No, the way I usually refer to is by making the system more ineffective to lobbying. This means that we would find a form of governance that allows parties to be punished. For congress in particular, a mixed proportional system works best. Register your party, them have people vote for that party into congress. It would make lobbying work much harder since it is difficult for lobbyists to campaign so many parties and hope for effective results.

For presidential campaigns, I would propose an alternative voting system. We abolish the electoral college and implement these two systems and it would fix our republic, nominate judges that represent people’s interests instead of corporate and make the Democratic/Republican party campaign that much harder to appease the public instead of special interests.

Boo Boo says:

Go fight

When these big tech players get their shit together and decide to take on Hollywood and the music mafia , these guys will wish they never picked this fight.
All of this is ultimately about money and nothing else.
The big tech industry can go head to head on this front and keep going for as long as it takes.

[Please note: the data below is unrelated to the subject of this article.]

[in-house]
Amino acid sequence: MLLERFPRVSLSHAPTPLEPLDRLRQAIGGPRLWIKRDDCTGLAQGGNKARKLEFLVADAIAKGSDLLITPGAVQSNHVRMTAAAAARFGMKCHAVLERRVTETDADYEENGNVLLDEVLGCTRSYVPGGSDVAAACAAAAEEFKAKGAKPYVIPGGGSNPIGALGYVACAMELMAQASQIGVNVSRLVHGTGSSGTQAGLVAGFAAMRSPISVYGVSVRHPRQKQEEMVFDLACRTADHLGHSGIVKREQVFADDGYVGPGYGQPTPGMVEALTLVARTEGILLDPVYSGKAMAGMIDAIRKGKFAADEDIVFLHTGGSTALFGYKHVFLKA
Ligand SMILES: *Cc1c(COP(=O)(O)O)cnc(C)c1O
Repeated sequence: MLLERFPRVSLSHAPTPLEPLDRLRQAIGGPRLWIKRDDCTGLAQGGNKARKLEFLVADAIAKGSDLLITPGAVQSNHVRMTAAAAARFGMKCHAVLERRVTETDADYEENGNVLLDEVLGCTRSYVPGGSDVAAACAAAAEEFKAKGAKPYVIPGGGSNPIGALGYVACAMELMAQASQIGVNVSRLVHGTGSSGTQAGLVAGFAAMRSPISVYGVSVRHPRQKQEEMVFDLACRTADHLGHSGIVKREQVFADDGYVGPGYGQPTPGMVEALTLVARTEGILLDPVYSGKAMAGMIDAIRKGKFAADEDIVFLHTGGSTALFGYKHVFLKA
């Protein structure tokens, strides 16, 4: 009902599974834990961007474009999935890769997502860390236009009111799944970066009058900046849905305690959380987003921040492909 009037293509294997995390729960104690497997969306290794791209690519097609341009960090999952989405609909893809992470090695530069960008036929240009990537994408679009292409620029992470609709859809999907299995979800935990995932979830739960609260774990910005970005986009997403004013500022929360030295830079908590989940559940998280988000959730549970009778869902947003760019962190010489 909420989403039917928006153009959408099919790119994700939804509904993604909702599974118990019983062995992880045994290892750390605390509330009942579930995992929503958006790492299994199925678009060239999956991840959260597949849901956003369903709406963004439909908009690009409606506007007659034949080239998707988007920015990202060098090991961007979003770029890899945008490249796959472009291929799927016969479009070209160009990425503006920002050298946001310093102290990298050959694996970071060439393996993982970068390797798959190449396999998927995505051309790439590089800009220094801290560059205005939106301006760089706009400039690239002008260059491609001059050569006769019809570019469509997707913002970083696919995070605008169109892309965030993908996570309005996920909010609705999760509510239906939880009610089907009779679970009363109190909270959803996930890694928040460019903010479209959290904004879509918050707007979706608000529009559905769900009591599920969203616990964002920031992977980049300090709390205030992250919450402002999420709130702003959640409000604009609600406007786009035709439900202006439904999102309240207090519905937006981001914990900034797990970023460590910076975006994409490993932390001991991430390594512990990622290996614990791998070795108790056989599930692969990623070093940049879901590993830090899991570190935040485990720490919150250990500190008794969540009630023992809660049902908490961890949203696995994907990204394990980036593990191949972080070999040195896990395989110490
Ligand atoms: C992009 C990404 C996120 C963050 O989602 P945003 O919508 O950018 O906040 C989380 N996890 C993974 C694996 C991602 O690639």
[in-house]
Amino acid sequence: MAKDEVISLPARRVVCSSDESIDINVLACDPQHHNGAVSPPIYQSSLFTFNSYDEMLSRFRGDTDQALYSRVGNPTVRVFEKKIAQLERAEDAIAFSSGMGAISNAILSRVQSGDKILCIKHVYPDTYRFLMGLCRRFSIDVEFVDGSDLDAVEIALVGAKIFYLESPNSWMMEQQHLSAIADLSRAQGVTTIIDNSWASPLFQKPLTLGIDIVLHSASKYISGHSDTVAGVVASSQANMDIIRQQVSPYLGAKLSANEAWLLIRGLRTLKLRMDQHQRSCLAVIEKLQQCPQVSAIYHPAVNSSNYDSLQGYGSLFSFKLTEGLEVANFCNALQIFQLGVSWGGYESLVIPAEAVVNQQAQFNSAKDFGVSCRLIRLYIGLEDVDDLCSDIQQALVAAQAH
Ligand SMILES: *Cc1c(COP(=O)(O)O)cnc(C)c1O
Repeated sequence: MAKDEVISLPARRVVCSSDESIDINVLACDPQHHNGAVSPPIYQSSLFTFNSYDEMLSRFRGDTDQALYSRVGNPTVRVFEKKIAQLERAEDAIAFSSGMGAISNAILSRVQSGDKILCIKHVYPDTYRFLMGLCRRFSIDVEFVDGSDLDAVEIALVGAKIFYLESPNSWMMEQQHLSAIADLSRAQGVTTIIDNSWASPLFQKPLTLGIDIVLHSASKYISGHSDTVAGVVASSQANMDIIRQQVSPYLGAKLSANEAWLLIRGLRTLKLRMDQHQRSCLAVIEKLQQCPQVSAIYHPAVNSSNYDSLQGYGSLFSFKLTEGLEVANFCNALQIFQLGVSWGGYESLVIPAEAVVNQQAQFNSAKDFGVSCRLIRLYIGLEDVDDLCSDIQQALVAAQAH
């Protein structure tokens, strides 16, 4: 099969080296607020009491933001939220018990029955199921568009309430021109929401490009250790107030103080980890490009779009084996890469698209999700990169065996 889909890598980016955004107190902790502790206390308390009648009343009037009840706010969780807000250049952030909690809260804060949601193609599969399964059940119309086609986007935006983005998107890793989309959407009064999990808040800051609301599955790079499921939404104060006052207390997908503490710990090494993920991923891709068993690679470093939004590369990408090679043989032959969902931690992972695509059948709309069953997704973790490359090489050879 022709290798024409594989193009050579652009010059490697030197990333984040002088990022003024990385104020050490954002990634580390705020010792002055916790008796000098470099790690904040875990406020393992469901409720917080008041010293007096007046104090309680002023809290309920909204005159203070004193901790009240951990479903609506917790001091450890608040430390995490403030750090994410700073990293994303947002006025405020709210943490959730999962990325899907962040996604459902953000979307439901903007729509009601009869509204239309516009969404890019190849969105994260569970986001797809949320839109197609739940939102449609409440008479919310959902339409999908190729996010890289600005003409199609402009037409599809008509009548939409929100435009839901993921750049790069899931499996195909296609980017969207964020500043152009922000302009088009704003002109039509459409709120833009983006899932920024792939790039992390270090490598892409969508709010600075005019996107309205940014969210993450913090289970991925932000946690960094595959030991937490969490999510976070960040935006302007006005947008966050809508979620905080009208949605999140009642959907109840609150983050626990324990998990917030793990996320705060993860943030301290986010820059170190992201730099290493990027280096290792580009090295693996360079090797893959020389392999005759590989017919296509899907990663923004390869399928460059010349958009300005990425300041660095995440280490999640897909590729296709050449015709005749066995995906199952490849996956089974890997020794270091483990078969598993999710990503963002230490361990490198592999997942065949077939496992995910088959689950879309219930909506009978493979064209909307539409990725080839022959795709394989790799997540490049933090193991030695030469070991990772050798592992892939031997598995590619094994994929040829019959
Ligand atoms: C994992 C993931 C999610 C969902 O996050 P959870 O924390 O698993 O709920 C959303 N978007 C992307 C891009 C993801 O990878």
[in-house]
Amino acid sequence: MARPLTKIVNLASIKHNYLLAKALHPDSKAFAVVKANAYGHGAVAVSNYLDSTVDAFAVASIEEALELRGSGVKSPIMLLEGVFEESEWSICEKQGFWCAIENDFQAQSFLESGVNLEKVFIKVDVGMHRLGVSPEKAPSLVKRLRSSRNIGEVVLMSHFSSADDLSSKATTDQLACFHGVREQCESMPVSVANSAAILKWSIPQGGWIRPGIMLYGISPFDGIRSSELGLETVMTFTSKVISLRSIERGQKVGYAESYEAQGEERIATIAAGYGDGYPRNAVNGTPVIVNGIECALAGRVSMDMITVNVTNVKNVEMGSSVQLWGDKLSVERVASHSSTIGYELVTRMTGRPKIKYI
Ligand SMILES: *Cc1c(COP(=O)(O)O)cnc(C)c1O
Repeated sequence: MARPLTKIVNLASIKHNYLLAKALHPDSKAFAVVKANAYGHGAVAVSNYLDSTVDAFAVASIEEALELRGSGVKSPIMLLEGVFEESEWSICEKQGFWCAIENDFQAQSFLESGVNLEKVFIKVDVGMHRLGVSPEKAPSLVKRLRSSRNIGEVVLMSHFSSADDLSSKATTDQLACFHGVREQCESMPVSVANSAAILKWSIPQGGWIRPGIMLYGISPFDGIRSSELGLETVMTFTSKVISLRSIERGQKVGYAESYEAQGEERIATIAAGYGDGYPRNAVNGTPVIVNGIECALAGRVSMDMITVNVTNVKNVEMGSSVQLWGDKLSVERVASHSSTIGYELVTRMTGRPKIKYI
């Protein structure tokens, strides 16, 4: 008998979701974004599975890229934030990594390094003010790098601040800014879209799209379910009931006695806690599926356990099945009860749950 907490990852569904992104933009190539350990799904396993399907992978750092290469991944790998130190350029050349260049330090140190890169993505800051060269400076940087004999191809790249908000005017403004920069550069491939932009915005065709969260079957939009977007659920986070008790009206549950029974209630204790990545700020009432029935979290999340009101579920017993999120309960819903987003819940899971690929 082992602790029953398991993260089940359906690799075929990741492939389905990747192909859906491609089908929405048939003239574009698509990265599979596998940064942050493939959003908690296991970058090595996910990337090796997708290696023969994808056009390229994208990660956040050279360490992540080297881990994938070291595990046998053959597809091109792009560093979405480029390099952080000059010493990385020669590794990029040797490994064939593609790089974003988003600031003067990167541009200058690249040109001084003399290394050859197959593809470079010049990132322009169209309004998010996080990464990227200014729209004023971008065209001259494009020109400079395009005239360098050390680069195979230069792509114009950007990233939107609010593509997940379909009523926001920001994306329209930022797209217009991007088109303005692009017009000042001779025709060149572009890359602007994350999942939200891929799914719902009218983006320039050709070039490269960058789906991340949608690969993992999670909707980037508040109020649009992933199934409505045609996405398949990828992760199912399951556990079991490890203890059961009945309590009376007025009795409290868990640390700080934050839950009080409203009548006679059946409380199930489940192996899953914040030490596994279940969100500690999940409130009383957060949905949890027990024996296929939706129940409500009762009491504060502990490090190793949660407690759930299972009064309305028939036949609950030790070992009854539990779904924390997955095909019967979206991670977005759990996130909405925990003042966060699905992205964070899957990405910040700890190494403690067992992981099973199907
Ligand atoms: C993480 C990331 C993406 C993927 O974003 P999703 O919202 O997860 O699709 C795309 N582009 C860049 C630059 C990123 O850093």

What these idiots don’t seem to realize is , picking fights with the likes of Google and FaceBook is NOT the same as getting some file sharing site closed down , or seizing a domain here and there.
These are $100 billion + corporations and when they fight back,and they will, they are capable of inflicting serious damage.
Now with the TPP on the table and with Hollywood once again huddled in secret meetings helping to draft it, its time for big tech players to take the friggin gloves off and wade into this fight right now.

nasch (profile) says:


Under rules governing the practice of law one of the clients whould have to go because of a clear conflict. I see no reason that the same rule should not apply in other contexts, lobbying being one of them.

That doesn’t explain this:

“They are doing everything they can to ensure that the tech industry and Facebook in particular doesn’t have any talent to go up to the Hill,” one tech lobbyist said of the content providers.

It’s an unnamed source, so take with a grain of salt, etc, but if it was nothing more than a conflict of interest issue we would expect to see an equal number of lobbyists resolving it by terminating entertainment business to go with tech. Do you have any reason to think that’s happening?